Amazon has proved this holiday season that their company is the number one destination for online shoppers and their cloud business is a runaway success. Many financial analysts are predicting that their shares will increase in value by over 50% in 2016.
Amazon’s shares have risen 115% in the past year, 51% in the past six months and 24% in the last quarter. The company has forecast “Net sales are expected to be between $33.50 billion and $36.75 billion, or to grow between 14% and 25% compared with fourth quarter 2014 and operating income is expected to be between $80 million and $1.28 billion, compared to $591 million in fourth quarter 2014.”
All things considered this holiday season will see Amazon post a 25% gain and turn itself into a $120 billion dollar company.
One of the ways the company is poised to increase in value is by bringing its one day delivery service into more cities. They also want to rely on shipping companies less by investing in 25 aircraft to take greater control of its shipping and package delivery operations. In some cases, the company is using its own trucks, drivers and a fleet of couriers for so-called last mile delivery, the final and most-expensive leg of an order’s trip. Their aircraft service could also function as a bargaining chip to get better rates from UPS and other delivery organizations.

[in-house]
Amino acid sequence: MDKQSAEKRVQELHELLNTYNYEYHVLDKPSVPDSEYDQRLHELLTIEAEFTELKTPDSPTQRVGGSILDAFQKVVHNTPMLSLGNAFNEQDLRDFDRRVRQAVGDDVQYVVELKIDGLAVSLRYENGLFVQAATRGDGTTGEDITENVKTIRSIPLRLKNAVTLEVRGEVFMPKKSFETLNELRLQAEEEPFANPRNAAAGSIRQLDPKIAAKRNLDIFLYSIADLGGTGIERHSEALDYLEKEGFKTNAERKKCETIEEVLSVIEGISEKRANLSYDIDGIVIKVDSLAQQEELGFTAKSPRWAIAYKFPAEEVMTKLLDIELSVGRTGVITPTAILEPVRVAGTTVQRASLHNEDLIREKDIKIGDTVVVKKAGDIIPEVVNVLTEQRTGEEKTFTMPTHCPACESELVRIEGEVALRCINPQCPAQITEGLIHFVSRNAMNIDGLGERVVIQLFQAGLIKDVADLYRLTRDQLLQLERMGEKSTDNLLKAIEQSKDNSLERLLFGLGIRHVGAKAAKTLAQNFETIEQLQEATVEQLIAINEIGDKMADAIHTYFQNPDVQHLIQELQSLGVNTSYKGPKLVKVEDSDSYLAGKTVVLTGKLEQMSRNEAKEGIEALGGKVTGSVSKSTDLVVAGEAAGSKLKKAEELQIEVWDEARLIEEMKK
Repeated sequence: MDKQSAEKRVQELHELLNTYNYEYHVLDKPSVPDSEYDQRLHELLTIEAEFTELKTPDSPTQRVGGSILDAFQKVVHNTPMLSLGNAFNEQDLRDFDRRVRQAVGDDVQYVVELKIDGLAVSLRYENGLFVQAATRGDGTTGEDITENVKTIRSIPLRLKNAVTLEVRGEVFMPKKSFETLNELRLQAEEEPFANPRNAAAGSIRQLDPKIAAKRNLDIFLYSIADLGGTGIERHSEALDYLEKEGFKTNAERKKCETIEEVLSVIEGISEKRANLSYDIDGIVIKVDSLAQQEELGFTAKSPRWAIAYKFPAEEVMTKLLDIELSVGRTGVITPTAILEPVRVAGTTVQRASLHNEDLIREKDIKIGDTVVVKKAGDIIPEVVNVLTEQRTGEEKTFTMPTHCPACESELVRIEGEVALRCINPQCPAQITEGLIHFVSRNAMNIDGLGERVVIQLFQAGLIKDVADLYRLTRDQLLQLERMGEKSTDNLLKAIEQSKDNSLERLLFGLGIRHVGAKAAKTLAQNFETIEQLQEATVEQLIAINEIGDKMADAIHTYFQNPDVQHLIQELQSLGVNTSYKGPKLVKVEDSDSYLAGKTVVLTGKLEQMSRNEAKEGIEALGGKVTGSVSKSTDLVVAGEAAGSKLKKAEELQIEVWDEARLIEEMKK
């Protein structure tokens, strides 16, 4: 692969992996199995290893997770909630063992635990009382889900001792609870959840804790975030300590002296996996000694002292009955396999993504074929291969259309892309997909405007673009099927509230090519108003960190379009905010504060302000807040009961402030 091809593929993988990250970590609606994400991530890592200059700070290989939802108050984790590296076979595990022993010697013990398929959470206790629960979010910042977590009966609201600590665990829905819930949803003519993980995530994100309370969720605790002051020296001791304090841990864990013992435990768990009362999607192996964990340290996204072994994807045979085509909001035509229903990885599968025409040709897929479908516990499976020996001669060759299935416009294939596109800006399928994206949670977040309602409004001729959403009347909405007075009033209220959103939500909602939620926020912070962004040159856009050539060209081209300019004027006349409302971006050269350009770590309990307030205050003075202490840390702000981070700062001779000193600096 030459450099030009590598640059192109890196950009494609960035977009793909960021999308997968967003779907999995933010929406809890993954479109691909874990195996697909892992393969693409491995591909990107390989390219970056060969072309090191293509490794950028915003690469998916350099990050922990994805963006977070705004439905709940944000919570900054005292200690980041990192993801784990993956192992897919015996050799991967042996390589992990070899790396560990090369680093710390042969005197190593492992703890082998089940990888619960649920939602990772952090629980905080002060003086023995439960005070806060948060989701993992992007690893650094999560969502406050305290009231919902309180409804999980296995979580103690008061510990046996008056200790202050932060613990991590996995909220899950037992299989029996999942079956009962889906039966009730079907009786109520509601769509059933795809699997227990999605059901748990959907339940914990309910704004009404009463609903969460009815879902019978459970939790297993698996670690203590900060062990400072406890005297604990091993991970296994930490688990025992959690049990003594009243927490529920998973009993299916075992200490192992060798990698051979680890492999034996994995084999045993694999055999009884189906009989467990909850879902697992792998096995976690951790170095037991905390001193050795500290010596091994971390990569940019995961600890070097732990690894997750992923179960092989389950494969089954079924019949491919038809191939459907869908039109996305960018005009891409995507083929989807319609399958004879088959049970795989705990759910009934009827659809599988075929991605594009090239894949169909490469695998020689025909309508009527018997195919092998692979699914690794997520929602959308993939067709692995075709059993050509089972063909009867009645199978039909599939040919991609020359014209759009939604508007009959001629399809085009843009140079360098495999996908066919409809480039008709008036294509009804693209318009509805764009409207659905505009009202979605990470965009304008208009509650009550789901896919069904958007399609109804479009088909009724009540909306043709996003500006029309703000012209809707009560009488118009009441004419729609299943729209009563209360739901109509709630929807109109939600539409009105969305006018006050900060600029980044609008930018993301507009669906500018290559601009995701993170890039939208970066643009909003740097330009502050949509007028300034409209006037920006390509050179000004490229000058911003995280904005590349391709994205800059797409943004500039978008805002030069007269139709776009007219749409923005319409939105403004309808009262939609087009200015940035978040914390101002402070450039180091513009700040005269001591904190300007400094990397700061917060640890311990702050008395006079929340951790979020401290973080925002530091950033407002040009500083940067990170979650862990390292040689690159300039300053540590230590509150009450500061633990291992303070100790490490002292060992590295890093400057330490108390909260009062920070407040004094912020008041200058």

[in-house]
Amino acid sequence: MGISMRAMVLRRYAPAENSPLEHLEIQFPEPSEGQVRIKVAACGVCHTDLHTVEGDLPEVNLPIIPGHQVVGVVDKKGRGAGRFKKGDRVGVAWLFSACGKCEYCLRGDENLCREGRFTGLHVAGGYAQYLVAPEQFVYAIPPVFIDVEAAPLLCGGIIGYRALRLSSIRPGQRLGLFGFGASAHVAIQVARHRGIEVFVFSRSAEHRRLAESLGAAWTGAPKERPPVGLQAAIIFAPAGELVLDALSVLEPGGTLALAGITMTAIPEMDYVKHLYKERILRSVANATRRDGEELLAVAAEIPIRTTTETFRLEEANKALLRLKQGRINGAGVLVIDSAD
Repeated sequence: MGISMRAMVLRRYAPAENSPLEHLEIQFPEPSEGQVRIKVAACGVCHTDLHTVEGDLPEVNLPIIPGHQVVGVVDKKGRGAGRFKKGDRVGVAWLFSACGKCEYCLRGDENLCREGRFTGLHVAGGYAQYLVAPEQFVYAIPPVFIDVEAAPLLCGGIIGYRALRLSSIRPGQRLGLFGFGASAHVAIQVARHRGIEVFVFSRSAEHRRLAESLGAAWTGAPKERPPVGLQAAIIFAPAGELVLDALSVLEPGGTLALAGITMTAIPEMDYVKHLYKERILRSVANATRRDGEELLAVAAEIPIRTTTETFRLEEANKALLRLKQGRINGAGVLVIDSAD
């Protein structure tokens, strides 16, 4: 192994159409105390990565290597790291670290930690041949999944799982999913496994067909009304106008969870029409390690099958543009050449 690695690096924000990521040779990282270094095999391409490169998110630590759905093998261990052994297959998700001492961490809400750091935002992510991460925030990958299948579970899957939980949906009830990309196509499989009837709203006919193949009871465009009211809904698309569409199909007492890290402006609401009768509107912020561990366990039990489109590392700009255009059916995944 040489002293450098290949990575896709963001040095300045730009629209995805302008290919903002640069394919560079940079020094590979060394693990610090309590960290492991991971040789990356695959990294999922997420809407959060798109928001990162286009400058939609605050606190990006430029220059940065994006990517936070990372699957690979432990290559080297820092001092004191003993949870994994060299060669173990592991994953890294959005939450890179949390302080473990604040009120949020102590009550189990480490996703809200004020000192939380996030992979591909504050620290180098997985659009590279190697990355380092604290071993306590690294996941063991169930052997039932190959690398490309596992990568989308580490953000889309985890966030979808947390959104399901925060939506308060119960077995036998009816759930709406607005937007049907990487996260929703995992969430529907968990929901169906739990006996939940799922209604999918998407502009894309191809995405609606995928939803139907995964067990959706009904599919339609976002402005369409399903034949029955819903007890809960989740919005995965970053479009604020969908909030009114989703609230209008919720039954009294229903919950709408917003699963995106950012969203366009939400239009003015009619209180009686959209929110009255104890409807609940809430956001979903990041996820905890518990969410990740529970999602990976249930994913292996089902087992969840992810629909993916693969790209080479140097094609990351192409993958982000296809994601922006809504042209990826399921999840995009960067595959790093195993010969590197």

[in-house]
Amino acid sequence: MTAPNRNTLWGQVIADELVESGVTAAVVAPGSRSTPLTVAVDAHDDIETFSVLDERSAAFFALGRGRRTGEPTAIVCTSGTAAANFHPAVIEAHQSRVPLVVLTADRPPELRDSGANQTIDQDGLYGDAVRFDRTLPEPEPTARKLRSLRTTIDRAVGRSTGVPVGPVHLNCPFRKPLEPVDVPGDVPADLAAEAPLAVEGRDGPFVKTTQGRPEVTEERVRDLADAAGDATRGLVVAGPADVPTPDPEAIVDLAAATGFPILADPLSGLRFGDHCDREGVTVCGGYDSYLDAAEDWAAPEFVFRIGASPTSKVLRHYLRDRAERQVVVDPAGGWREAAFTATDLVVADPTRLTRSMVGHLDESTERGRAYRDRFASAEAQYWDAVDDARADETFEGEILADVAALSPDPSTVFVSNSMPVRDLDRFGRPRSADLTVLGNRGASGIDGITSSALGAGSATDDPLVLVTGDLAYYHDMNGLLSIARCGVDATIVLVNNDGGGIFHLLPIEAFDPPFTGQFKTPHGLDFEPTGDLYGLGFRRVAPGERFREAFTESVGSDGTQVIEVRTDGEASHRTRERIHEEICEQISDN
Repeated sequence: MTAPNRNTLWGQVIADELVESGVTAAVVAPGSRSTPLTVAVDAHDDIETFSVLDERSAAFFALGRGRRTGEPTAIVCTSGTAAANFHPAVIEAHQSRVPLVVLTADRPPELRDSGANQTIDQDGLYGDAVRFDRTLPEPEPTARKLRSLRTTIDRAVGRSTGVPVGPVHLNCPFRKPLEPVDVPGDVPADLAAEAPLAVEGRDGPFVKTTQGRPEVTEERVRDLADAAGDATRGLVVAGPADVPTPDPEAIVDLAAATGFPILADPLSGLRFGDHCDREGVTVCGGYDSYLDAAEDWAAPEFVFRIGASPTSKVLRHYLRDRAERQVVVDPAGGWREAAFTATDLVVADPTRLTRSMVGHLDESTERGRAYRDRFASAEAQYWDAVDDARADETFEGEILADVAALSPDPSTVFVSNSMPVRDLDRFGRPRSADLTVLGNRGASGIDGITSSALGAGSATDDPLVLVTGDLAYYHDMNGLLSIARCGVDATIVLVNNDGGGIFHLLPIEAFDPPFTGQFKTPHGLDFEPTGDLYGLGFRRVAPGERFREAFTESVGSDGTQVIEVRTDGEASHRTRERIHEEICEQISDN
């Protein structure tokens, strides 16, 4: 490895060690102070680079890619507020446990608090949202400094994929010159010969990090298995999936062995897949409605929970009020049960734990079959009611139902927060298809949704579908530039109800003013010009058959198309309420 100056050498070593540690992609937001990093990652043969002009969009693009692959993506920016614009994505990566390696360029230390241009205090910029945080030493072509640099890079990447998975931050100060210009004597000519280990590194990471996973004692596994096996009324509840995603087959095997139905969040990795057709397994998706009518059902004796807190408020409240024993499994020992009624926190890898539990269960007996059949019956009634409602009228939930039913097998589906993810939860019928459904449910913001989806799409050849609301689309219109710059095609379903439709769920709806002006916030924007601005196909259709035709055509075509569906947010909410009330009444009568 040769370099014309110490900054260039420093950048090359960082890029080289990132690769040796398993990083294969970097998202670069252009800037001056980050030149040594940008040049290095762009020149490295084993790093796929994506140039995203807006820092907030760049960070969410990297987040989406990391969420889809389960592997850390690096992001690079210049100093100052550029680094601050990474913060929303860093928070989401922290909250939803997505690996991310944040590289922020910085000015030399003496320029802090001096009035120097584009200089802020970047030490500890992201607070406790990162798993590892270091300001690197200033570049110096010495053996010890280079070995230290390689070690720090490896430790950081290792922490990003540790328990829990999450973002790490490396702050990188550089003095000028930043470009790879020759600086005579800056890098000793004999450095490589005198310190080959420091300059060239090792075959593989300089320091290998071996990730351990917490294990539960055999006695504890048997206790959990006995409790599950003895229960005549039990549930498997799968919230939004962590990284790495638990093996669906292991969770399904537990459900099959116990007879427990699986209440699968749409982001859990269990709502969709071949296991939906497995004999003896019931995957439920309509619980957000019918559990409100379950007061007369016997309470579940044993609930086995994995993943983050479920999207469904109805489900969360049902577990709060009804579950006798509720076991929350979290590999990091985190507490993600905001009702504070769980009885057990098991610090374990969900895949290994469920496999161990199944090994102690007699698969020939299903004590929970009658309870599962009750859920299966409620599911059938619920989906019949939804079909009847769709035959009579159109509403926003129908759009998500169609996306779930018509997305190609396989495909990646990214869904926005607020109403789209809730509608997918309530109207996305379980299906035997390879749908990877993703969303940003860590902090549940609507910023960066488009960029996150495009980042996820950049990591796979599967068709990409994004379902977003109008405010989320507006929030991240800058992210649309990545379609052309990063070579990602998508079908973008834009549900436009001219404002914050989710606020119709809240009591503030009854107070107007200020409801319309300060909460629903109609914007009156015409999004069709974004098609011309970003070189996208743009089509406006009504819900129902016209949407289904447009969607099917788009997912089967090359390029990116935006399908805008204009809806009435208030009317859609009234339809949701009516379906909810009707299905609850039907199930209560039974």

Right now Amazon is such a juggernaut that investors told Farhad Manjoo of the New York Times that they were no longer investing in ecommerce startups because they believed that Amazon was too great a barrier to entry in the marketplace. The narrative surrounding this year’s Black Friday was that ecommerce had finally surpassed brick-and-mortar shopping. If Amazon effectively owns ecommerce for the foreseeable future, that’s a very big deal, especially considering that in 2015, Amazon expanded the retail calendar beyond the traditional brick-and-mortar parameters. It not only offered a host of sales throughout the year, but launched “Prime Day,” a sort of Black Friday in July. Prime Day was widely mocked—big deals were promised, and the offerings weren’t great—but it was also fantastically successful, outperforming the company’s Black Friday sales for 2014. And Prime continues to surge. One analyst told Manjoo that he expects 50% of American households to have a Prime subscription by 2020, which is insane when you consider that only 52% of Americans said they used the Internet in the year 2000.